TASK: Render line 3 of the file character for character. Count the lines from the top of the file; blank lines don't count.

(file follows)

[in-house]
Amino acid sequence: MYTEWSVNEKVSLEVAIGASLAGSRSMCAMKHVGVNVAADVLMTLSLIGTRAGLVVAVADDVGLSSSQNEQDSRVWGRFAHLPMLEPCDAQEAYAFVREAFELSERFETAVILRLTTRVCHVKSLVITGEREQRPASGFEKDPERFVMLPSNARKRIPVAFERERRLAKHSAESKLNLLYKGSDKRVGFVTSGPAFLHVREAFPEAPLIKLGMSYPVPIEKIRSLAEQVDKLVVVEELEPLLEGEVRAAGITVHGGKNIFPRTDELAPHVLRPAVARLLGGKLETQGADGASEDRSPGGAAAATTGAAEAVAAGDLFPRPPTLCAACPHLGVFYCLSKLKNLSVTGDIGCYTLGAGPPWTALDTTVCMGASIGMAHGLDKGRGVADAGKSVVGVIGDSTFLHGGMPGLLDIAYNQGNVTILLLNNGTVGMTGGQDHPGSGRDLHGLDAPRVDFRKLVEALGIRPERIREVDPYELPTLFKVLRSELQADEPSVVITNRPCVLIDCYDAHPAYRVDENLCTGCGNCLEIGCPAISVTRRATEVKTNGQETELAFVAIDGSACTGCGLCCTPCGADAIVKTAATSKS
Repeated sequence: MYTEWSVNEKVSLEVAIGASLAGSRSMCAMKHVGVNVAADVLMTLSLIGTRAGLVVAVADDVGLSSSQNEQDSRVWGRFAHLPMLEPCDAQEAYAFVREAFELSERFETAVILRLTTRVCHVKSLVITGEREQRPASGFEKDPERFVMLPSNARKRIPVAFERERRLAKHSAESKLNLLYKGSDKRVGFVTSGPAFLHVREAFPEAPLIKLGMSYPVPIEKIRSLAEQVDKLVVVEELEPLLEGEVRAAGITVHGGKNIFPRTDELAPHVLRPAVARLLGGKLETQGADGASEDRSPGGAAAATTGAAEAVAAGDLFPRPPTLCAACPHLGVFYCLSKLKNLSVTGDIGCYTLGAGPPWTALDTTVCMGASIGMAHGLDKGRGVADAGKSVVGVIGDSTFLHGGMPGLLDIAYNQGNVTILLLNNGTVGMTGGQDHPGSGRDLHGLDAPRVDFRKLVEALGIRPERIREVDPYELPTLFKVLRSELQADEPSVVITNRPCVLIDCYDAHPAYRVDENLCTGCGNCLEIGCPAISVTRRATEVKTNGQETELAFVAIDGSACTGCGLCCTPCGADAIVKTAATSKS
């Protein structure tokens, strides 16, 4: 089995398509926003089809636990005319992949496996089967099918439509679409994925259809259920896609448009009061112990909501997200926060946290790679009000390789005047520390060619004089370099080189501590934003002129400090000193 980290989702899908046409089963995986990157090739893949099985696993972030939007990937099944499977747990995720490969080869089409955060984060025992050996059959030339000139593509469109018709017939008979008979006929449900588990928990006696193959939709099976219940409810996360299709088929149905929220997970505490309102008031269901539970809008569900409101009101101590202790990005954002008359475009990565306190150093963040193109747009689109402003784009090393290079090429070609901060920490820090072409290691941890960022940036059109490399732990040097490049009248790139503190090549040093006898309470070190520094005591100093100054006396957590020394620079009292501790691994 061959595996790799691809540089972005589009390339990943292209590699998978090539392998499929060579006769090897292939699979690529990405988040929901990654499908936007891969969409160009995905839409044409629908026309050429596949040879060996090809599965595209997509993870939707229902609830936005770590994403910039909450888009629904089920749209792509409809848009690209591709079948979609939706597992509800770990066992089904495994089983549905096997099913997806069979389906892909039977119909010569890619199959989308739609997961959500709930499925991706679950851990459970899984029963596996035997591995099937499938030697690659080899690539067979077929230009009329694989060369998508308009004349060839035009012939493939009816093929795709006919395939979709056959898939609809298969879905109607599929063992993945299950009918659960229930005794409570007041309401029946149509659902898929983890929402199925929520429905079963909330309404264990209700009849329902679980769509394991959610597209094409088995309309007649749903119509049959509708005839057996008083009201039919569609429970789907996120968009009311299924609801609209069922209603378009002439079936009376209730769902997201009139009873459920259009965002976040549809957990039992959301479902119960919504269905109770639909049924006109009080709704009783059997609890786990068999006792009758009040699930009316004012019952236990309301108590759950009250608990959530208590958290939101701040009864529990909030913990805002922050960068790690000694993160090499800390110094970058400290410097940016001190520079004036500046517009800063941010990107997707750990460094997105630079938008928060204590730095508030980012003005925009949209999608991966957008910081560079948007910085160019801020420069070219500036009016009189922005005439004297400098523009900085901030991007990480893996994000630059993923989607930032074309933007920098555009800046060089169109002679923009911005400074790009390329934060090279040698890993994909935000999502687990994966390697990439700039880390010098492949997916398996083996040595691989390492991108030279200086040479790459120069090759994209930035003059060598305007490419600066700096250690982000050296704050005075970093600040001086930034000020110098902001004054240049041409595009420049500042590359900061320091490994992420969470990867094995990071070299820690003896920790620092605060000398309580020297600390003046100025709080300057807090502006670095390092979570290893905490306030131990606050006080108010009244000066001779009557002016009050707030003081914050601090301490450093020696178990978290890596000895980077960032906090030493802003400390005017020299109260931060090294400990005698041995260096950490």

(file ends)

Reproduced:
Repeated sequence: MYTEWSVNEKVSLEVAIGASLAGSRSMCAMKHVGVNVAADVLMTLSLIGTRAGLVVAVADDVGLSSSQNEQDSRVWGRFAHLPMLEPCDAQEAYAFVREAFELSERFETAVILRLTTRVCHVKSLVITGEREQRPASGFEKDPERFVMLPSNARKRIPVAFERERRLAKHSAESKLNLLYKGSDKRVGFVTSGPAFLHVREAFPEAPLIKLGMSYPVPIEKIRSLAEQVDKLVVVEELEPLLEGEVRAAGITVHGGKNIFPRTDELAPHVLRPAVARLLGGKLETQGADGASEDRSPGGAAAATTGAAEAVAAGDLFPRPPTLCAACPHLGVFYCLSKLKNLSVTGDIGCYTLGAGPPWTALDTTVCMGASIGMAHGLDKGRGVADAGKSVVGVIGDSTFLHGGMPGLLDIAYNQGNVTILLLNNGTVGMTGGQDHPGSGRDLHGLDAPRVDFRKLVEALGIRPERIREVDPYELPTLFKVLRSELQADEPSVVITNRPCVLIDCYDAHPAYRVDENLCTGCGNCLEIGCPAISVTRRATEVKTNGQETELAFVAIDGSACTGCGLCCTPCGADAIVKTAATSKS